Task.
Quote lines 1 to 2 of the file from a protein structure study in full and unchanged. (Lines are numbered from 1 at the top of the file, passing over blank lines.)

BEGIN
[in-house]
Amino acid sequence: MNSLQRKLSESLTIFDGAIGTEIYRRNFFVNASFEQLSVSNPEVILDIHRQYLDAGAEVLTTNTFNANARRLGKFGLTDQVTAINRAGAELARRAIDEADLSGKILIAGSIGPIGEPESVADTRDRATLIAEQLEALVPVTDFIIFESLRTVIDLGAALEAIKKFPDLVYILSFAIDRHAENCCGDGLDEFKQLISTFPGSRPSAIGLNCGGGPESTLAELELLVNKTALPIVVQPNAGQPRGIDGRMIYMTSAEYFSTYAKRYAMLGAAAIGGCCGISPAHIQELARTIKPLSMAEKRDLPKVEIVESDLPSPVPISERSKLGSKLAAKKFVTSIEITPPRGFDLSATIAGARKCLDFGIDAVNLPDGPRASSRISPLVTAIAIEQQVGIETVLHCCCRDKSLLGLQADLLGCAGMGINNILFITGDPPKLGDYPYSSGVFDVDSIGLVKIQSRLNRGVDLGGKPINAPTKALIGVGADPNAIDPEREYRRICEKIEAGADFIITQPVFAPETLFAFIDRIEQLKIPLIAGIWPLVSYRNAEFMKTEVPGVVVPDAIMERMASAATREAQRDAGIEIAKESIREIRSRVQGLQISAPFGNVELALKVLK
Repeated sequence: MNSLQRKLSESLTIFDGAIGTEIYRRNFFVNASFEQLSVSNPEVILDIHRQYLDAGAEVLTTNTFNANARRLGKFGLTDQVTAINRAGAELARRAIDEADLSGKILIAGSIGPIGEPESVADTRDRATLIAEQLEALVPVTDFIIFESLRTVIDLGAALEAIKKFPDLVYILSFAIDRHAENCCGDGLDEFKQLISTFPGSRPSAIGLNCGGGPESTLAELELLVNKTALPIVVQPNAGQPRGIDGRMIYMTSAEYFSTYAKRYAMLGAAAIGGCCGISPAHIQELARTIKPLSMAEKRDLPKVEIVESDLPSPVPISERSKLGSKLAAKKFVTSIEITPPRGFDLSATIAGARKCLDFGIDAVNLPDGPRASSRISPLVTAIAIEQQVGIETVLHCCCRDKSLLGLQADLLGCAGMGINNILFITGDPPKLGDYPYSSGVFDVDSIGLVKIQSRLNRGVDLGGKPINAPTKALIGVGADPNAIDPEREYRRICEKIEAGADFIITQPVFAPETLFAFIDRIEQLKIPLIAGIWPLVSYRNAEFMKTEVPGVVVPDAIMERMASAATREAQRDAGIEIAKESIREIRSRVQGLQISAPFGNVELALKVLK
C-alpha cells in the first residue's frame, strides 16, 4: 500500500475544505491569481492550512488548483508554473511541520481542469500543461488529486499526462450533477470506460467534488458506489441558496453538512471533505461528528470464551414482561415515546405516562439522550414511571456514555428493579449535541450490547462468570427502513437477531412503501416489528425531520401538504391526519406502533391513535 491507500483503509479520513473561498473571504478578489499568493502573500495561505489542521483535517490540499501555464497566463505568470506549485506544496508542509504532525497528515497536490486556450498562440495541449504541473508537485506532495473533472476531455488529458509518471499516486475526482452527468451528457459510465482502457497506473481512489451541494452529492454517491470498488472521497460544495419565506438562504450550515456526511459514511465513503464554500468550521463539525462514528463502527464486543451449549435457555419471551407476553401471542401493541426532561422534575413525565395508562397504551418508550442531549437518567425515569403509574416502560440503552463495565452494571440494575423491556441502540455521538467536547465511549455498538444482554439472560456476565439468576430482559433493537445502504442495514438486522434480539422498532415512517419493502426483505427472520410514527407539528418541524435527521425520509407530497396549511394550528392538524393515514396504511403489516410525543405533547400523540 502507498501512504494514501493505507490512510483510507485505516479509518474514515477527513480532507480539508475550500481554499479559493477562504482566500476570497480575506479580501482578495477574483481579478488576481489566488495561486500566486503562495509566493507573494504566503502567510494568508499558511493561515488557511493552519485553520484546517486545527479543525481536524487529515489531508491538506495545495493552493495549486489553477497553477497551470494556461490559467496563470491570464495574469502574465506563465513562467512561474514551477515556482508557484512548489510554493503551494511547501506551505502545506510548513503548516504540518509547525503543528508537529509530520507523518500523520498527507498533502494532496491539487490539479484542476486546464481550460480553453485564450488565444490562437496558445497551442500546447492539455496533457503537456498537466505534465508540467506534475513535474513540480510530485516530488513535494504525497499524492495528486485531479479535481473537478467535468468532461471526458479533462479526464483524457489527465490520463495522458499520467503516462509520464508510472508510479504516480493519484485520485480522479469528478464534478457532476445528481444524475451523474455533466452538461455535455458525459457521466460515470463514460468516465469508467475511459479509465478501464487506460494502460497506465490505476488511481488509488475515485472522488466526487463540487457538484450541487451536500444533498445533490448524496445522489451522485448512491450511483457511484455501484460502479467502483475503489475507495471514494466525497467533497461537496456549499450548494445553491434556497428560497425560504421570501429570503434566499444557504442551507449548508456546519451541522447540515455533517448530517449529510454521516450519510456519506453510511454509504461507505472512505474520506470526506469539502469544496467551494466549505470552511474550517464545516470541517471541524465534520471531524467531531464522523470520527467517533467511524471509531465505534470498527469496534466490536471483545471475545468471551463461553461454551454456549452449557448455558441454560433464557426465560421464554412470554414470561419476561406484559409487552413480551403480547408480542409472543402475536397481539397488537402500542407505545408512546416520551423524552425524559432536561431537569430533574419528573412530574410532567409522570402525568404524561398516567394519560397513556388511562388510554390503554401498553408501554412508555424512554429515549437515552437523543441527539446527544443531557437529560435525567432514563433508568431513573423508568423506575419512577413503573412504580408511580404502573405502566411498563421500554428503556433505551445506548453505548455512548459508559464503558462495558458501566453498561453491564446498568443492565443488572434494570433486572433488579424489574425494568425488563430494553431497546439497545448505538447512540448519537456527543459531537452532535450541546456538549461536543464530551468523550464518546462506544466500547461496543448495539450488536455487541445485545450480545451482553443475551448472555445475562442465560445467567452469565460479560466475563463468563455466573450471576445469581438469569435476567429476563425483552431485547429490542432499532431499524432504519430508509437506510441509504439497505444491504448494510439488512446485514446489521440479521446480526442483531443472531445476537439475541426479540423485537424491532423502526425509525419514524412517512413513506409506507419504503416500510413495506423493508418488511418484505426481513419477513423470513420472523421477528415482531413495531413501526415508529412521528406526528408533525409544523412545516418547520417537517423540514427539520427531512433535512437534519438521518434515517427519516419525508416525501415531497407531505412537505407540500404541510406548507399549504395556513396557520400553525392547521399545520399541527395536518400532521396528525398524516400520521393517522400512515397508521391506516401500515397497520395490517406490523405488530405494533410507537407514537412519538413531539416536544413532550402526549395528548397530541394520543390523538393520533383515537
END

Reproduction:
[in-house]
Amino acid sequence: MNSLQRKLSESLTIFDGAIGTEIYRRNFFVNASFEQLSVSNPEVILDIHRQYLDAGAEVLTTNTFNANARRLGKFGLTDQVTAINRAGAELARRAIDEADLSGKILIAGSIGPIGEPESVADTRDRATLIAEQLEALVPVTDFIIFESLRTVIDLGAALEAIKKFPDLVYILSFAIDRHAENCCGDGLDEFKQLISTFPGSRPSAIGLNCGGGPESTLAELELLVNKTALPIVVQPNAGQPRGIDGRMIYMTSAEYFSTYAKRYAMLGAAAIGGCCGISPAHIQELARTIKPLSMAEKRDLPKVEIVESDLPSPVPISERSKLGSKLAAKKFVTSIEITPPRGFDLSATIAGARKCLDFGIDAVNLPDGPRASSRISPLVTAIAIEQQVGIETVLHCCCRDKSLLGLQADLLGCAGMGINNILFITGDPPKLGDYPYSSGVFDVDSIGLVKIQSRLNRGVDLGGKPINAPTKALIGVGADPNAIDPEREYRRICEKIEAGADFIITQPVFAPETLFAFIDRIEQLKIPLIAGIWPLVSYRNAEFMKTEVPGVVVPDAIMERMASAATREAQRDAGIEIAKESIREIRSRVQGLQISAPFGNVELALKVLK